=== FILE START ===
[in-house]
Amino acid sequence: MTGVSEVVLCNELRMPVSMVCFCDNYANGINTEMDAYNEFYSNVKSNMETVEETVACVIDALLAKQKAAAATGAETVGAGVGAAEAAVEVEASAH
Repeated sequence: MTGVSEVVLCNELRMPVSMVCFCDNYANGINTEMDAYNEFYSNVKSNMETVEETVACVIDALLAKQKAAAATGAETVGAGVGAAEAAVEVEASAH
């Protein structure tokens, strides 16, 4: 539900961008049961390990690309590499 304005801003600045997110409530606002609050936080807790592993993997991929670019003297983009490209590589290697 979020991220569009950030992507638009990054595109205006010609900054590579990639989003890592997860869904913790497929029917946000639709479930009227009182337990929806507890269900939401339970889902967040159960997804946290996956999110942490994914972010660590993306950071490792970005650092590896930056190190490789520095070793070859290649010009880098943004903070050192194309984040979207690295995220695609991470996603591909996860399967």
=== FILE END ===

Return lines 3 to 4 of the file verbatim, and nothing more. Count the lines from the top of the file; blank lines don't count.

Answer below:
Repeated sequence: MTGVSEVVLCNELRMPVSMVCFCDNYANGINTEMDAYNEFYSNVKSNMETVEETVACVIDALLAKQKAAAATGAETVGAGVGAAEAAVEVEASAH
């Protein structure tokens, strides 16, 4: 539900961008049961390990690309590499 304005801003600045997110409530606002609050936080807790592993993997991929670019003297983009490209590589290697 979020991220569009950030992507638009990054595109205006010609900054590579990639989003890592997860869904913790497929029917946000639709479930009227009182337990929806507890269900939401339970889902967040159960997804946290996956999110942490994914972010660590993306950071490792970005650092590896930056190190490789520095070793070859290649010009880098943004903070050192194309984040979207690295995220695609991470996603591909996860399967």